Q&A: Roosevelt General Hospital on COVID-19
Last updated 3/28/2020 at 2:24pm
The News spoke Tuesday afternoon with representatives of Roosevelt General Hospital regarding the COVID-19 pandemic.
There are currently no Roosevelt County positive tests, with 191 positive tests reported statewide as Saturday morning.
The hospital is working on telehealth procedures for the coming weeks and has established a line at the hospital for COVID-19 questions. Residents can call 575-356-9292 8 a.m.-9 p.m. weekdays, with calls sought from anybody who believes they may be symptomatic or has come into contact with someone who is.
Question from The News: How many COVID-19 tests has RGH administered? How many have come back negative and how many don't have results yet?
LaDawna Brooks, chief of diagnostics and therapeutics: We’re testing according to the Department of Health guidelines. All of the tests have come back negative. We still have four pending tests (Editor’s note: A followup conversation Saturday updated the total to six pending tests, with all other tests still coming back negative). We are seeing increased turnaround time with the Department of Health. Some of the draws in Roswell and Albuquerque tied them up.
Does RGH have any patients in the hospital because they're showing symptoms of COVID-19 ... If so, how many, and have those patients been tested?
Brooks: We don’t have any right now. In fact, the volume in our hospital, emergency room and clinic is low compared to what is normally is. We really feel most people are staying at home, isolating and managing their symptoms on their own.
What is the hospital’s maximum capacity for sample testing per day?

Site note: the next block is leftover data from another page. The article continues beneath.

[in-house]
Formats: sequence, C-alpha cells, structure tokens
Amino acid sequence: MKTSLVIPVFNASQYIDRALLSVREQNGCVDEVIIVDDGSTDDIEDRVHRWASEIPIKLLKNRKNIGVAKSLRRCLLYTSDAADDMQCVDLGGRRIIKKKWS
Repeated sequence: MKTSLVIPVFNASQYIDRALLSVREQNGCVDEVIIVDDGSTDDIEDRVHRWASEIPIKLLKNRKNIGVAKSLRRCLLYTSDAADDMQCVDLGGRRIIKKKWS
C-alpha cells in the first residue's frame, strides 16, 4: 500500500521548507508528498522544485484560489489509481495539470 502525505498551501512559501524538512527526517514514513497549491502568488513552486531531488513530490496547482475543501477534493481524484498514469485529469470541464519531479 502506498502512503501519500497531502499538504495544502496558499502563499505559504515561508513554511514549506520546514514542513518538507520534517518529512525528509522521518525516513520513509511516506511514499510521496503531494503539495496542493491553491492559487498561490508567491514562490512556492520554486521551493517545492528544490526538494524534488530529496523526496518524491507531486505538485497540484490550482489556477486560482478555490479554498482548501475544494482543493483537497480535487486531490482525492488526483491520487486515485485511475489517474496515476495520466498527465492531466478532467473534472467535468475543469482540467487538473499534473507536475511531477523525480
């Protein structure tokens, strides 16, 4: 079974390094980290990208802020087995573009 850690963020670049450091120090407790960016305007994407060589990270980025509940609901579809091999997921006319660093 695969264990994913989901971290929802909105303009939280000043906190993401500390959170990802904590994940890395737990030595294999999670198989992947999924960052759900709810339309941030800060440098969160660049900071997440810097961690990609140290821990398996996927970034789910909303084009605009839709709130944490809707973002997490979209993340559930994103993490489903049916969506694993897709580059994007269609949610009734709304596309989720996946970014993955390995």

Brooks: I don’t know if we can define it by day. We had reached out to the Department of Health to work on a screening/testing site. We’re holding off until we’re considered more of a clustered area.
How many RGH patients have been instructed by medical staff to self-quarantine? And why are they given those instructions? And were they tested? Why or why not?
Kaye Green, CEO of RGH: I think at this point, if they’re low risk and they’re not showing the symptoms, out of an abundance of caution we’re asking those people to stay home and stay away from public areas.
How many beds are available in general at the facility, and what can that be expanded to with external sites?
Brooks: There are 20 beds. To be honest, we are only now in the planning stages of even considering external sites and what they might be in this community. We don’t have much of a capacity at Roosevelt General Hospital to expand beyond our hospital ward. If push came to shove, we could go to 24, but we haven’t been that full. What I can tell you we have done is increased our capability to care for people who are on ventilators or need isolation. We’ve blocked off our inpatient ward to create four additional isolation rooms. We’ve been focused on trying to meet what we think may be the need in the future with our existing base.
Are any specific external sites being considered?
Brooks: We haven’t. We’ve talked about Greyhound Arena, we’ve talked about some vacant space here. If we expanded outside of our hospital, we wouldn’t have staff to support that. We would look for federal and state resources to take the lead on something like that.
You just mentioned ventilators. How many do you have?
Brooks: Ten. We had six previously, and at the onset we bought two immediately. Two more have just arrived (Editor’s note: The hospital as of Saturday six due to its distributor diverting supplies to areas with more urgent needs, but RGH is still working to obtain more).
A reader wrote us following a visit to the RGH clinic in Portales Friday. The reader was disappointed at what he called a lackadaisical approach to contagion, noting nobody was wearing masks or gloves except for the person who took his blood. Staff said there were no reported cases, so there was no need to wear protective gear. Given the 2-14 day period where carriers are asymptomatic, are these practices safe? Has RGH implemented new policies?
Kaye Green, RGH CEO: What I would say is we’re following all precautions due to the CDC guidelines, and the patient may have misunderstood what’s needed in a healthcare setting.
Is staff wearing protective gear?
Green: What I would say is protective gear is required by staff based on what the clinical situation is. If a patient comes in who’s suspected with COVID, our staff are required to put on all protective personal equipment. We’ve actually re-educated all of our staff recently about PPE to keep them safe, as well as other patients.